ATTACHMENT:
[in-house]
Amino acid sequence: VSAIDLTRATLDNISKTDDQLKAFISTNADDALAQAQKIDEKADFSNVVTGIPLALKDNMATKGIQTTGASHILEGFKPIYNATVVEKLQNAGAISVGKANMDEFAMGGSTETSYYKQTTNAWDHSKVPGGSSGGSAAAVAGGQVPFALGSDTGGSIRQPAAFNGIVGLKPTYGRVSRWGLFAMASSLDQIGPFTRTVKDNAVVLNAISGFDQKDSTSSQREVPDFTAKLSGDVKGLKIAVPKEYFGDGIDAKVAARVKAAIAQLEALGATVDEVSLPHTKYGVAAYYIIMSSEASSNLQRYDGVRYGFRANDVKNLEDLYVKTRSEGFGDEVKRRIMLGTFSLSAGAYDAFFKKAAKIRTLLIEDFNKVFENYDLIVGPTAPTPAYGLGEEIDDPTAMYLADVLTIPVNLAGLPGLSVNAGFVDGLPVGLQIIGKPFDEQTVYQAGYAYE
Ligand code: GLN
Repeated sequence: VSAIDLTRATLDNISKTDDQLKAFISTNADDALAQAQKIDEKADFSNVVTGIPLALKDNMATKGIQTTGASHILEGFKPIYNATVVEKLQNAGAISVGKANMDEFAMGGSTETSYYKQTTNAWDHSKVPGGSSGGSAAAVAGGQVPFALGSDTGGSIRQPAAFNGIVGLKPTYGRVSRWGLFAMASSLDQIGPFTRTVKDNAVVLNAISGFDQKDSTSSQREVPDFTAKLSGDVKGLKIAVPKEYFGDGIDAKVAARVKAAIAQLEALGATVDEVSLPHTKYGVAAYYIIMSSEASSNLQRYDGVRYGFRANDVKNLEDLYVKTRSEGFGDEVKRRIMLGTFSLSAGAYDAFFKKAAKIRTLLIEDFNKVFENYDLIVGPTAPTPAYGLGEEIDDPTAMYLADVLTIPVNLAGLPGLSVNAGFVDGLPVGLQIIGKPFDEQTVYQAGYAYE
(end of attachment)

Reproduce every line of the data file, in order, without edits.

[in-house]
Amino acid sequence: VSAIDLTRATLDNISKTDDQLKAFISTNADDALAQAQKIDEKADFSNVVTGIPLALKDNMATKGIQTTGASHILEGFKPIYNATVVEKLQNAGAISVGKANMDEFAMGGSTETSYYKQTTNAWDHSKVPGGSSGGSAAAVAGGQVPFALGSDTGGSIRQPAAFNGIVGLKPTYGRVSRWGLFAMASSLDQIGPFTRTVKDNAVVLNAISGFDQKDSTSSQREVPDFTAKLSGDVKGLKIAVPKEYFGDGIDAKVAARVKAAIAQLEALGATVDEVSLPHTKYGVAAYYIIMSSEASSNLQRYDGVRYGFRANDVKNLEDLYVKTRSEGFGDEVKRRIMLGTFSLSAGAYDAFFKKAAKIRTLLIEDFNKVFENYDLIVGPTAPTPAYGLGEEIDDPTAMYLADVLTIPVNLAGLPGLSVNAGFVDGLPVGLQIIGKPFDEQTVYQAGYAYE
Ligand code: GLN
Repeated sequence: VSAIDLTRATLDNISKTDDQLKAFISTNADDALAQAQKIDEKADFSNVVTGIPLALKDNMATKGIQTTGASHILEGFKPIYNATVVEKLQNAGAISVGKANMDEFAMGGSTETSYYKQTTNAWDHSKVPGGSSGGSAAAVAGGQVPFALGSDTGGSIRQPAAFNGIVGLKPTYGRVSRWGLFAMASSLDQIGPFTRTVKDNAVVLNAISGFDQKDSTSSQREVPDFTAKLSGDVKGLKIAVPKEYFGDGIDAKVAARVKAAIAQLEALGATVDEVSLPHTKYGVAAYYIIMSSEASSNLQRYDGVRYGFRANDVKNLEDLYVKTRSEGFGDEVKRRIMLGTFSLSAGAYDAFFKKAAKIRTLLIEDFNKVFENYDLIVGPTAPTPAYGLGEEIDDPTAMYLADVLTIPVNLAGLPGLSVNAGFVDGLPVGLQIIGKPFDEQTVYQAGYAYE